The case of the missing fun.
Location: New York, New York
Date played: June 6, 2015
Price: $28 per ticket
“There was a world-wide art exhibition gallery show going on in the city. There were so many invaluable arts in this show. You, as a detective in the city, were the commander of the security of this exhibition gallery. You did everything you could to protect these priceless arts. But before the gallery ended, there was a missing painting in the gallery.
You were facing a lot of pressure, and you swore that you would find the painting before the sunrise. You used every source and searched all suspicious places, but you found nothing! Now there is only one hour left before the sun rises, you go back to the gallery and hope to find some clues. As a detective, can you find the lost painting to maintain your good reputation? Do your best!”
The Exhibition Gallery: The Lost Art puts players in a small “art gallery” and serves them a handful of lightly art themed puzzles. Most of them are unmemorable (I’ve already forgotten them). The one that is memorable will be remembered for less-than-stellar reasons
The most memorable part
Whenever we play an escape game, I ask each of my teammates at the end two questions:
- “What was your favorite part of this room?”
- “What was the worst part of this room?”
If we have time, I’ll chat for hours with them about the details, but in a crunch, I find those two questions elicit the most important information.
The Exhibition Gallery: The Lost Art is the first game I’ve ever played where no player could call out a specific thing that they loved about it. One player noted his favorite part was solving this particularly irritating puzzle (that consumed about half of our hour in the room). Now he wasn’t saying that solving the puzzle made him feel accomplished… He was happy because the puzzle was over. Everyone else on the team agreed with him.
The game wasn’t well-built. At one point a player accidentally pulled an eye-bolt out of the wall while while trying to put a combination into a lock. The lock didn’t open, but the door did.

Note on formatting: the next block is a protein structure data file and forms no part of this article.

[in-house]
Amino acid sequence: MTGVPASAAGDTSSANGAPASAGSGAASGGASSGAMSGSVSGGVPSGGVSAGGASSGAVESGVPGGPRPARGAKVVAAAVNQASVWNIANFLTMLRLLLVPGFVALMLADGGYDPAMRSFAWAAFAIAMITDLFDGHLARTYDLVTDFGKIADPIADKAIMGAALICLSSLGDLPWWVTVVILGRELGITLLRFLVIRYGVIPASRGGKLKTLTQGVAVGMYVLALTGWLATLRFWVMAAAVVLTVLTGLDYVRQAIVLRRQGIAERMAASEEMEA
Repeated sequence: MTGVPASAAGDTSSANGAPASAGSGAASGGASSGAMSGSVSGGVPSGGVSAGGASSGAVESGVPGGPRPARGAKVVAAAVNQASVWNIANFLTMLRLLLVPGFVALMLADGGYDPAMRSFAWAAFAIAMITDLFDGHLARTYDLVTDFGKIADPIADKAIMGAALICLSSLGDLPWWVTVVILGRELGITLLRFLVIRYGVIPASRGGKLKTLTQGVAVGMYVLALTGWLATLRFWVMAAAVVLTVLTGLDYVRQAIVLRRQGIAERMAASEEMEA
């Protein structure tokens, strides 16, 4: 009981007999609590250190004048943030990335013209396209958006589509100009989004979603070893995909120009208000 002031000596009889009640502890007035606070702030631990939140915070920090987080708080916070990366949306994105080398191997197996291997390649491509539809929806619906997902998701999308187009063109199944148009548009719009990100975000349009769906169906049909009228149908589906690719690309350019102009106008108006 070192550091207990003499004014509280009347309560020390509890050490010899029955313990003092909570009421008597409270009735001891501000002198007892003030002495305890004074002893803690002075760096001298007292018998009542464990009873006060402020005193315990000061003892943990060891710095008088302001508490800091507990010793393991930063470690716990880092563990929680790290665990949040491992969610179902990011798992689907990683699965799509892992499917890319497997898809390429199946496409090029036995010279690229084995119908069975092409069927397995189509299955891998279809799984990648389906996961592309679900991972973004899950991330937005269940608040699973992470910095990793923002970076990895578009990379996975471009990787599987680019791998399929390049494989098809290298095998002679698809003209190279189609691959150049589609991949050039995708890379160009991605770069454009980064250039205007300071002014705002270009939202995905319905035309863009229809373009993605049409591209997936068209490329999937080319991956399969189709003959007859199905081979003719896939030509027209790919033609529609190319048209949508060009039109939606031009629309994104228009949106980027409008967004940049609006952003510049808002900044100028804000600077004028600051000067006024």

We left the door closed until we figured out the combination. When I took a closer look at what broke, I could see that the drywall was chewed up from the same eye-bolt having been pulled out multiple times.
I’m sure they pushed the bolt back into place after we left and it will continue falling open.
There is a noticeable lack of care. Often we see rooms that aren’t well-designed but clearly have a lot of love poured into them. This isn’t one of those rooms.
There are a number of compartments built into this room from some door hardware and plywood. The fabricators of these rooms didn’t even take the time to sand and paint the doors.
Should I play X-Room NYC’s The Exhibition Gallery: The Lost Art?
The last X-Rooms game I had played was the Forest Cabin, a very easy room for true beginners. I closed that review saying, “The game gives me hope for the other games offered by X-Rooms.” Unfortunately, this game dashed those hopes.
Whenever I write a review, I try to be as constructive as possible. However, as I try to do this now, I keep returning to the same conclusion:
This game needs to be torn down and rebuilt from the ground up. Skip it. This is the most forgettable room I’ve ever played.
X-Rooms has better games and there are many other stellar games in New York City.